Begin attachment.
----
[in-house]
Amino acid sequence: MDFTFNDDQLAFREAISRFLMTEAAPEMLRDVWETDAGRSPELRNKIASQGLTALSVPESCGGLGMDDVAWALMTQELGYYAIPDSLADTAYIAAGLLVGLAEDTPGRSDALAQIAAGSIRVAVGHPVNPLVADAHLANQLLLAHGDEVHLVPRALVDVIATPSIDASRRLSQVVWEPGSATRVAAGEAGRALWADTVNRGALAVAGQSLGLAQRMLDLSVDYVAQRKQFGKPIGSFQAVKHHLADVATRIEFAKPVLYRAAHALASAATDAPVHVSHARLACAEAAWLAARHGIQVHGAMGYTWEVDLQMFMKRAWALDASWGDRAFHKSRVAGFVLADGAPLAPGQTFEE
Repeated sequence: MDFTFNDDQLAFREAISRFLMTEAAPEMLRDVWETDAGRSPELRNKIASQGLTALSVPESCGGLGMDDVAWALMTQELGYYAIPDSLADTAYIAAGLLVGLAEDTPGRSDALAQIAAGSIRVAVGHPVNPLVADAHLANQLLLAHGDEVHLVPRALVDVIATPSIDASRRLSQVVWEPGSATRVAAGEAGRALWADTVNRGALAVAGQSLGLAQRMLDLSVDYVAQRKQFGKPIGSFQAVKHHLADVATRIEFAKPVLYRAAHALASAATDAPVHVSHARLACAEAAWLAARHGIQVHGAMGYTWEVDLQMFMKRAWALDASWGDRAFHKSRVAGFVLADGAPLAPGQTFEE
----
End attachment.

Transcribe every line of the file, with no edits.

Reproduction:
[in-house]
Amino acid sequence: MDFTFNDDQLAFREAISRFLMTEAAPEMLRDVWETDAGRSPELRNKIASQGLTALSVPESCGGLGMDDVAWALMTQELGYYAIPDSLADTAYIAAGLLVGLAEDTPGRSDALAQIAAGSIRVAVGHPVNPLVADAHLANQLLLAHGDEVHLVPRALVDVIATPSIDASRRLSQVVWEPGSATRVAAGEAGRALWADTVNRGALAVAGQSLGLAQRMLDLSVDYVAQRKQFGKPIGSFQAVKHHLADVATRIEFAKPVLYRAAHALASAATDAPVHVSHARLACAEAAWLAARHGIQVHGAMGYTWEVDLQMFMKRAWALDASWGDRAFHKSRVAGFVLADGAPLAPGQTFEE
Repeated sequence: MDFTFNDDQLAFREAISRFLMTEAAPEMLRDVWETDAGRSPELRNKIASQGLTALSVPESCGGLGMDDVAWALMTQELGYYAIPDSLADTAYIAAGLLVGLAEDTPGRSDALAQIAAGSIRVAVGHPVNPLVADAHLANQLLLAHGDEVHLVPRALVDVIATPSIDASRRLSQVVWEPGSATRVAAGEAGRALWADTVNRGALAVAGQSLGLAQRMLDLSVDYVAQRKQFGKPIGSFQAVKHHLADVATRIEFAKPVLYRAAHALASAATDAPVHVSHARLACAEAAWLAARHGIQVHGAMGYTWEVDLQMFMKRAWALDASWGDRAFHKSRVAGFVLADGAPLAPGQTFEE